If the issue surrounding the current scrutiny regarding reimbursement were analyzed, it would soon be clear that the entire negative connotation regarding chiropractic services was brought about by a very small percentage of individuals in our profession. Like it or not, we all suffer from the irresponsible actions of a few. This small group makes money teaching the art of exploitation and has pilfered and bamboozled unsuspecting DCs over the decades. Many in the profession know about these schemes and scams and remain silent.

Like the current exposé on the financial crisis on Wall Street, we are now seeing finger-pointing in every direction - except at the individuals responsible. Recently, the Inspector General of the United States made the statement that the Securities and Exchange Commission (SEC) missed "numerous potential red flags" leading up to the shotgun sale of Bear Stearns and failed to require the investment bank to rein in its risk-taking. This scathing report said it was undisputable that the SEC failed to carry out its mission in its oversight. The report went on to say that in 2006, the SEC staff identified precisely the types of risks that evolved into the subprime crisis, yet "did not exert influence to use this experience to add a meltdown of the subprime market to its risk scenarios." Why is it that only after the fact and when the crisis is upon us do we hear stories of "red flags" which were known and not acted upon? There is example after example of accidents and catastrophes that ultimately happen because no one said or did anything until the problem manifested itself in a crisis.

So, what is the solution to the challenges facing our profession today, and how can we use the lessons of the financial collapse of Wall Street to learn something? Perhaps it is now time to have some discussion about the responsibility each and every chiropractic practitioner has for the collective welfare of our profession.

Perhaps we can develop a STAR (Standing Together Against Racketeering) of the Month award. National and state associations can give this award to any individual who exposes fraud, corruption, illegal activity or unprofessionalism. The individual(s) also would be featured in a story on how and why they decided to expose whatever activity they disclosed. There may even be some kind of trophy or other form of recognition for these individuals to make the whistle-blowers the real heroes.

Perhaps with enough encouragement and profession-wide commentary and support, there may be just enough positive momentum to create that "tipping point" Malcolm Gladwell talks about in his book of the same name. Perhaps we can at least reveal the individuals and the wrongdoing Martha Stout talks about in her book, The Sociopath Next Door.

Will this stop our problems? No, but it will bolster and embolden our chiropractic journals and associations to expose these egregious acts of individuals. It may provide some reinforcement to our state and national organizations. If they begin to do this, they will not lose membership but, in fact, gainmembership by becoming the organization(s) a member can be proud of. Perhaps our colleges will look a bit closer at the entry-level requirements of those who wish to become doctors of chiropractic. Maybe our state boards and those who have authority concerning conduct will look all of these individuals in the eye rather than looking away. Conceivably, once armed via this kind of activity, our national and state association lobbyists and spokespersons can truly begin a dialogue with government agencies, insurance companies, research agencies and other health care organizations with which we are seeking cooperation.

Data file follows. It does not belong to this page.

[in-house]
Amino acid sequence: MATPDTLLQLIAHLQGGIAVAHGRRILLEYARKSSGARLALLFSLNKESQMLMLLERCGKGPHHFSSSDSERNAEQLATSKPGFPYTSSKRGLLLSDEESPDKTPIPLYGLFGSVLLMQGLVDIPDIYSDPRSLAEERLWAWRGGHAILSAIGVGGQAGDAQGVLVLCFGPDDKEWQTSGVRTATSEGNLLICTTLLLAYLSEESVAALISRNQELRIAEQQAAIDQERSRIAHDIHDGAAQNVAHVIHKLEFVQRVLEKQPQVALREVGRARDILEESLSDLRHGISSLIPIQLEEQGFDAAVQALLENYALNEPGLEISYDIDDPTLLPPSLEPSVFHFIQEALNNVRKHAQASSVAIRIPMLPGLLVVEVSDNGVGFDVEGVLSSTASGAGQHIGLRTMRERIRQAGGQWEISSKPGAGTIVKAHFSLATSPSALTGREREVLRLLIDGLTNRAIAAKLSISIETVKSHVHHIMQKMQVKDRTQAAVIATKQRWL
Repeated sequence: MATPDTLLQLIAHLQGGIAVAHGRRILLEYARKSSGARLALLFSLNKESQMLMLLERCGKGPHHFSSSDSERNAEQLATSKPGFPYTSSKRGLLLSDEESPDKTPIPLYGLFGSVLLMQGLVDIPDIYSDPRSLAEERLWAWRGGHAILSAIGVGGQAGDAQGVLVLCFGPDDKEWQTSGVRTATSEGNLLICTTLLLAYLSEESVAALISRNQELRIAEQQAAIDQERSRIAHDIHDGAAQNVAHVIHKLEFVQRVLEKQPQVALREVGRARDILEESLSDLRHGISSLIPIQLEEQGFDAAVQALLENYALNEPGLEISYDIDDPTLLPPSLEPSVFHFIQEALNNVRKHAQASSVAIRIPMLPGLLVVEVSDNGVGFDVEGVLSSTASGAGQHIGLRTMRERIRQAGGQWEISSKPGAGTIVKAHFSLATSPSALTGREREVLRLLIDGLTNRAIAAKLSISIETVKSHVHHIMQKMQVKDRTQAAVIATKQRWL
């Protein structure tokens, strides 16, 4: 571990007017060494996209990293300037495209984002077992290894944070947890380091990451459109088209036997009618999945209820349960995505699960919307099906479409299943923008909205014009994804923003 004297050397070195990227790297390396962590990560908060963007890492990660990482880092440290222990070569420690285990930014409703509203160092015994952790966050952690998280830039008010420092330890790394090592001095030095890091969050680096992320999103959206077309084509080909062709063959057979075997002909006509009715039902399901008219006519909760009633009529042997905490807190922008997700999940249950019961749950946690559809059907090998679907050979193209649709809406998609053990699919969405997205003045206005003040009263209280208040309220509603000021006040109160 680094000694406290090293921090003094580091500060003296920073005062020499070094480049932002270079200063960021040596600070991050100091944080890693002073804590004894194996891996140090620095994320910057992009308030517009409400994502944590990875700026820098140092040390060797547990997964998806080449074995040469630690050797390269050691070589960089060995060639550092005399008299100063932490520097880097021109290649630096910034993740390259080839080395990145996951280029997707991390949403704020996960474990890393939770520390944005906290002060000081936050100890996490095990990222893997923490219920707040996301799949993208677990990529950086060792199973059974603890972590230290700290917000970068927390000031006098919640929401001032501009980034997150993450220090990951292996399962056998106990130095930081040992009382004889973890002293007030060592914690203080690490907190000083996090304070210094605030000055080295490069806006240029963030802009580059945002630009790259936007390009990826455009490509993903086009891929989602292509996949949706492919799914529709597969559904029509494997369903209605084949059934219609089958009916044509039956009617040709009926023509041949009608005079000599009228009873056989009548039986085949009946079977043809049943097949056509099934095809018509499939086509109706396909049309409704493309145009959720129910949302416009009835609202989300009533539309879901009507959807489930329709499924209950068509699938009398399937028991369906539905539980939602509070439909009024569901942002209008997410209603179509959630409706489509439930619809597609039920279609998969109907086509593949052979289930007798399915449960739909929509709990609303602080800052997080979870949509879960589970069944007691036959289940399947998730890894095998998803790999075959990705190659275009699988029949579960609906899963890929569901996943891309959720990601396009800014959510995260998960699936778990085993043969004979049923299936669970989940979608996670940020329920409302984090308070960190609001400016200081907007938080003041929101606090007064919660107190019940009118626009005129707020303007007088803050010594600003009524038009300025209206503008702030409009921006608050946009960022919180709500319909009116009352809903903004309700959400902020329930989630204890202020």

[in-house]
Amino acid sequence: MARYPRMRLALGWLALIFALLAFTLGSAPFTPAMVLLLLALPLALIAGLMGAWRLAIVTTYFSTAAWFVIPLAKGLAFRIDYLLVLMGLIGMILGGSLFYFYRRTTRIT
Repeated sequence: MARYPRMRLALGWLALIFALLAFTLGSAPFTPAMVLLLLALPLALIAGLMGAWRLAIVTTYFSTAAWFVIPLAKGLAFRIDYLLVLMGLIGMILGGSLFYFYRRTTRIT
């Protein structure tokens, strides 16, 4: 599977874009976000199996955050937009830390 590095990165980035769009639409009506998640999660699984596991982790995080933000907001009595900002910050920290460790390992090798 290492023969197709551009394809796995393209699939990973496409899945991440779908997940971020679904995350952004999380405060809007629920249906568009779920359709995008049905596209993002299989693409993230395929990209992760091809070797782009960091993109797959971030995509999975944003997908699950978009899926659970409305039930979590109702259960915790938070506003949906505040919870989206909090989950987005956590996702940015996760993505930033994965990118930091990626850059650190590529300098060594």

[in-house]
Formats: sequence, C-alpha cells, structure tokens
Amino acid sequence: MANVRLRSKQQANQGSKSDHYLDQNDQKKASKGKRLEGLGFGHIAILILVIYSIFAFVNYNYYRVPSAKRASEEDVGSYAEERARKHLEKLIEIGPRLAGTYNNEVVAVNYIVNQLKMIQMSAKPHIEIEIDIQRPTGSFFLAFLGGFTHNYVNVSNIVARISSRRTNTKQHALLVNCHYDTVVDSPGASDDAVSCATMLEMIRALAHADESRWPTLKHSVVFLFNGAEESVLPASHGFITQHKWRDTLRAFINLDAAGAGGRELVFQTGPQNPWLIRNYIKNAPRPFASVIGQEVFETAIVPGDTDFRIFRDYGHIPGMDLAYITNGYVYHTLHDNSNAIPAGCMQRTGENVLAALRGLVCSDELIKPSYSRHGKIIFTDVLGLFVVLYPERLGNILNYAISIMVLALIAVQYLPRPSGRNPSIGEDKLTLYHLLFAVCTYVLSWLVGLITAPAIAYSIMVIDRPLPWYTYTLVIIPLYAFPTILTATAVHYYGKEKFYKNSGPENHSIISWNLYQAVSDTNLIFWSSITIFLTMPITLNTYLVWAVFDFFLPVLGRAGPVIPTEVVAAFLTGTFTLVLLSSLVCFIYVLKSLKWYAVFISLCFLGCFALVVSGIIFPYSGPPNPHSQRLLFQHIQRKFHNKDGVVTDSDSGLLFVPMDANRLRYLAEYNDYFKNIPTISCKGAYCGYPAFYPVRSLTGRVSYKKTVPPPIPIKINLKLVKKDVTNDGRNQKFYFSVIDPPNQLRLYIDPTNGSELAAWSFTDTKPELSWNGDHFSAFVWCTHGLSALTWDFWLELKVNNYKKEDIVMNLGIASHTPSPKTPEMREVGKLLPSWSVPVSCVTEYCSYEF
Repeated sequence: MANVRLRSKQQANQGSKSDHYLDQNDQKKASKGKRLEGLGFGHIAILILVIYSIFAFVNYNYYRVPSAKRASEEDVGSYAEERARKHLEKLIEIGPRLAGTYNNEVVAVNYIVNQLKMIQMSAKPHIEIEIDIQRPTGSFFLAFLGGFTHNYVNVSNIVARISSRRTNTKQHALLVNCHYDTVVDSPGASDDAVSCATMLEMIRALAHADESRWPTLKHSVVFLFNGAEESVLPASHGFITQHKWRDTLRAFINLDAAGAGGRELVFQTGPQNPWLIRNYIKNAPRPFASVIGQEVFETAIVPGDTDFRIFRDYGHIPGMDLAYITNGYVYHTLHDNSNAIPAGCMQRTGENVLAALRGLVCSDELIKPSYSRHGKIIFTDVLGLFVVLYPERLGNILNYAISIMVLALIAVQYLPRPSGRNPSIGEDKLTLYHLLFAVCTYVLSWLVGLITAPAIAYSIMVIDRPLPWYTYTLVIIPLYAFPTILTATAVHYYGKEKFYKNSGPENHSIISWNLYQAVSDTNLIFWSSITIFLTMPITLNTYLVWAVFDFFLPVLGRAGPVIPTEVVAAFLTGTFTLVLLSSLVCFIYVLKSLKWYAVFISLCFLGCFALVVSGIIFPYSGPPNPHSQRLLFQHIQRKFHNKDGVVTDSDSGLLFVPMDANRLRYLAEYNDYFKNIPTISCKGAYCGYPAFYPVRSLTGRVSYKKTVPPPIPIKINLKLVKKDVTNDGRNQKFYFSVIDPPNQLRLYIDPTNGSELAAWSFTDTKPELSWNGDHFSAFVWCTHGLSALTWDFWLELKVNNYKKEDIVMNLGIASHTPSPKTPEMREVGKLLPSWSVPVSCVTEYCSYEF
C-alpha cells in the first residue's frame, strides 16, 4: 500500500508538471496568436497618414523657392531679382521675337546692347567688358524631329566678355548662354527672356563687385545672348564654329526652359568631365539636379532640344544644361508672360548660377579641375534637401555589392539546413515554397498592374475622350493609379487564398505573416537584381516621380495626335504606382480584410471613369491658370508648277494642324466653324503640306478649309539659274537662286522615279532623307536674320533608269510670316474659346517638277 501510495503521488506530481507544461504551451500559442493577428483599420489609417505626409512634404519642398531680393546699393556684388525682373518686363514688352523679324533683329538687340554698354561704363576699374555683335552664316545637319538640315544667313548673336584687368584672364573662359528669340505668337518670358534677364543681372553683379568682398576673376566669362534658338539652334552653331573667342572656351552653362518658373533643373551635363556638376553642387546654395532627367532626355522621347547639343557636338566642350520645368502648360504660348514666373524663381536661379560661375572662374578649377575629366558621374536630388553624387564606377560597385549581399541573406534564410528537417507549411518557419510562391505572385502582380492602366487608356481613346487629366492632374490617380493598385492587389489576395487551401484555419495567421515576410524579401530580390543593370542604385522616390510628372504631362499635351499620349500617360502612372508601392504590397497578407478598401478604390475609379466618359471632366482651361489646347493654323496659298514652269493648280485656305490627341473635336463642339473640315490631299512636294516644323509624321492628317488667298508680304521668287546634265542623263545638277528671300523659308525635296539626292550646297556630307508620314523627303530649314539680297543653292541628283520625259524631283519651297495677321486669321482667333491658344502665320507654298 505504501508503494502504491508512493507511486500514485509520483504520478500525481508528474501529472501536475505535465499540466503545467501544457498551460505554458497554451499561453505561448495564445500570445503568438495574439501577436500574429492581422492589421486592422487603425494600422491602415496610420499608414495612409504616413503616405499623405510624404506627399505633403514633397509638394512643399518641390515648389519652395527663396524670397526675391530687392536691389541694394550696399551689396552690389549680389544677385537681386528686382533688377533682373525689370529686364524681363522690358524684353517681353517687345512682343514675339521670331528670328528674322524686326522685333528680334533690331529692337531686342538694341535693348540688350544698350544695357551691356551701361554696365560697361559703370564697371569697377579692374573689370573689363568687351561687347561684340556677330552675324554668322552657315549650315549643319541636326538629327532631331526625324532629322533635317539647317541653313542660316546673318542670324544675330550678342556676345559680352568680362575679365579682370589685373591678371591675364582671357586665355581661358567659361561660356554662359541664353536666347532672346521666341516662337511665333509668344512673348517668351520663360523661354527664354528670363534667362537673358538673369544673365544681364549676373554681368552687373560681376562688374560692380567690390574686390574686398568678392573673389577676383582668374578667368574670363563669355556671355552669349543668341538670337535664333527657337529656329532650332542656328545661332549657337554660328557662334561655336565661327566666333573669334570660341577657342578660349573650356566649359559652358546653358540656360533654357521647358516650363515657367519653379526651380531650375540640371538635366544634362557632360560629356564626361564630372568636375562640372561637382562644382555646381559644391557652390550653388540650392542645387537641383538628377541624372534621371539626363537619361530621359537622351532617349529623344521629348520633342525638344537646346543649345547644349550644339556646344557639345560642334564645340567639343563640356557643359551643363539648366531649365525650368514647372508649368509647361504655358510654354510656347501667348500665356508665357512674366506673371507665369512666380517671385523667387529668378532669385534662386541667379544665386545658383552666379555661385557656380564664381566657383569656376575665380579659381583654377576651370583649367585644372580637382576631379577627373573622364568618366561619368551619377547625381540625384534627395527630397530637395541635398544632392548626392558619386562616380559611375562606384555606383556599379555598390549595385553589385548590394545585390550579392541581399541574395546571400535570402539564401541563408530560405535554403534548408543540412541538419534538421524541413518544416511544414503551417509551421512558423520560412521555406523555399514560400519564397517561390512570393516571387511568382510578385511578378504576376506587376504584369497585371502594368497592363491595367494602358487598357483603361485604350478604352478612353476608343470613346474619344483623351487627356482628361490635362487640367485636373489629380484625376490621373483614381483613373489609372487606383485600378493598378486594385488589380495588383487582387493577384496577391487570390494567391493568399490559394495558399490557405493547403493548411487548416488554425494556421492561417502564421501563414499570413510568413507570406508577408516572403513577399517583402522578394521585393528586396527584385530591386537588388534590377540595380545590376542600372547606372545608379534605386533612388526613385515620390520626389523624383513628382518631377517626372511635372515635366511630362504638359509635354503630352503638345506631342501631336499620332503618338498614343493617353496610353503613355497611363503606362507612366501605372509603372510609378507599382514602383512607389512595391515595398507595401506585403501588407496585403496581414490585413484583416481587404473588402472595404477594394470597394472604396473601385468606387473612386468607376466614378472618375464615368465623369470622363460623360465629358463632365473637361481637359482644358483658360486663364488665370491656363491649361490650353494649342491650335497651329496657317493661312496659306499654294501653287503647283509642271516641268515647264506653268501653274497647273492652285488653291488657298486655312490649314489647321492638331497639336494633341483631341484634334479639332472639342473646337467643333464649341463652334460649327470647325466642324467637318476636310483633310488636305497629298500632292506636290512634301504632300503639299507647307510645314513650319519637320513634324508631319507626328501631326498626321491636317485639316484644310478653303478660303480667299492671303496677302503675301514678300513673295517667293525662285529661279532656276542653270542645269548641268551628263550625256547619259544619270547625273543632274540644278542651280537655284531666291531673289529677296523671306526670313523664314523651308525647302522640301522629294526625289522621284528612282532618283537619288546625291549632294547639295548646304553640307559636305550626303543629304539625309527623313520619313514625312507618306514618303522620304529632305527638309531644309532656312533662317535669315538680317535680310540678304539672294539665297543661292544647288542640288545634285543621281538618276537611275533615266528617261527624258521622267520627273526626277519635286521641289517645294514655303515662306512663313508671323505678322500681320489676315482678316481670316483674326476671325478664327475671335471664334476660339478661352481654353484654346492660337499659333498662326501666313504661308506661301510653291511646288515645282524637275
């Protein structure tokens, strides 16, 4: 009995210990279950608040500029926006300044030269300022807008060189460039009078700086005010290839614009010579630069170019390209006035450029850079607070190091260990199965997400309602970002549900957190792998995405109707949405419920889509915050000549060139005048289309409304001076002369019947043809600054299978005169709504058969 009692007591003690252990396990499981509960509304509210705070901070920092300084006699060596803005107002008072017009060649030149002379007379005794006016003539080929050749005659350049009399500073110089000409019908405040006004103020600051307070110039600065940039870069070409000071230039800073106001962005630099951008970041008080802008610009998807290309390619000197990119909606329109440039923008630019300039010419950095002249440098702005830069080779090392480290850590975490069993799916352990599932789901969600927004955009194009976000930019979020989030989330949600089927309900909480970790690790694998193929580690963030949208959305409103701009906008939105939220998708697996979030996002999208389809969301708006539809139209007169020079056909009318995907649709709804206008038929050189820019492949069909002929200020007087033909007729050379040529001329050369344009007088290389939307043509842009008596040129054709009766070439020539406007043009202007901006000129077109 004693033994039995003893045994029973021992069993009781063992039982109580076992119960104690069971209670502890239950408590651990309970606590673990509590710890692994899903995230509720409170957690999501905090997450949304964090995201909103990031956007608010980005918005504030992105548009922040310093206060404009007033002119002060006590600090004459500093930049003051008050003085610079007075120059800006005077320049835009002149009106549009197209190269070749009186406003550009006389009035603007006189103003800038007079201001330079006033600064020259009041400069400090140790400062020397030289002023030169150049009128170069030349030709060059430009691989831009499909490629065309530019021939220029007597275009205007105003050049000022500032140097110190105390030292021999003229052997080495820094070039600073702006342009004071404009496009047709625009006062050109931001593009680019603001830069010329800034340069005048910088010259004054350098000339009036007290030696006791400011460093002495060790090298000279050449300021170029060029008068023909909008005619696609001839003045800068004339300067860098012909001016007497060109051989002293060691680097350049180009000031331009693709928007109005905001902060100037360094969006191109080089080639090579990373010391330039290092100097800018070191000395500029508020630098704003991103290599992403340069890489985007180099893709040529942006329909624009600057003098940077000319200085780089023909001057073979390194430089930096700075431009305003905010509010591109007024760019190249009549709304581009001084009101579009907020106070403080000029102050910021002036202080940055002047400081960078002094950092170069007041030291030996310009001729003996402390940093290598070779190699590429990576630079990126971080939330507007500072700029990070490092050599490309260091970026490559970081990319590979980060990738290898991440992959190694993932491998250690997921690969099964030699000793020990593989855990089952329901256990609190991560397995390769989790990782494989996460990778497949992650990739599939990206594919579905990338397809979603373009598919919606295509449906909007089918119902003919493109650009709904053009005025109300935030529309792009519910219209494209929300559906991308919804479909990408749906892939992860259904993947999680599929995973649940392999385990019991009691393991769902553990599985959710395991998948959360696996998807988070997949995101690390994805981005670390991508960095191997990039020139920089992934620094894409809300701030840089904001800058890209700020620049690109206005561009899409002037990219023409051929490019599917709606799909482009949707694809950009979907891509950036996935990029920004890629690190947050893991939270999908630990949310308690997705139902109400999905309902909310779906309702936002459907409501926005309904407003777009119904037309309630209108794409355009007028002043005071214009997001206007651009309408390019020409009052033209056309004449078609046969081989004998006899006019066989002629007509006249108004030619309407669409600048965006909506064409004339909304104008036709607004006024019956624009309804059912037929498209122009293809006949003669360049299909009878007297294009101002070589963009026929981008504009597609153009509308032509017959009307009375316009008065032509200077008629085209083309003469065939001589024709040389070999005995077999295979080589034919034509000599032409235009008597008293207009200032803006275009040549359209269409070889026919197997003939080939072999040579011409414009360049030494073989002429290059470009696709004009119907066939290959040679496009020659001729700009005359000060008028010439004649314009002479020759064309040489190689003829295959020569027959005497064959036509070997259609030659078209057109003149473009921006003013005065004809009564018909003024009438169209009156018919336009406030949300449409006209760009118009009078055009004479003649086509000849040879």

Pie in the sky? Maybe, but if we do not take a page from the financial crisis that has hit Wall Street and a significant number of 100-year-old institutions with sterling names, we will not have utilized the lessons of today to advance our profession tomorrow. What we need is the courage to change what we know exists and the faith that doing the right thing will bring about the right result. It usually does.

Some who will read this will agree wholeheartedly with the concept; some will suggest this article is about controlling the direction of the profession; and still others will view this article as an impossibility because we are too far gone. I have no illusions that this will be misinterpreted by those who perhaps see themselves in the article and feel the heat and light upon them. To those I say, "Great!" There are others who will be squeamish about exposing colleagues; my suggestion is that without your personal intervention, we will never win. To those who think we are too far gone to repair the profession, I offer you this quote from Margaret Meade: "Never doubt that a small group of thoughtful, committed citizens can change the world; indeed, it's the only thing that ever has."

While this topic may make some uncomfortable, I hope those who are passionate about the need for change will take time to reflect and perhaps become involved with your national or state association. If you are not a member, you may want to let them know you would join if there were a STAR award.

Click here for previous articles by Louis Sportelli, DC.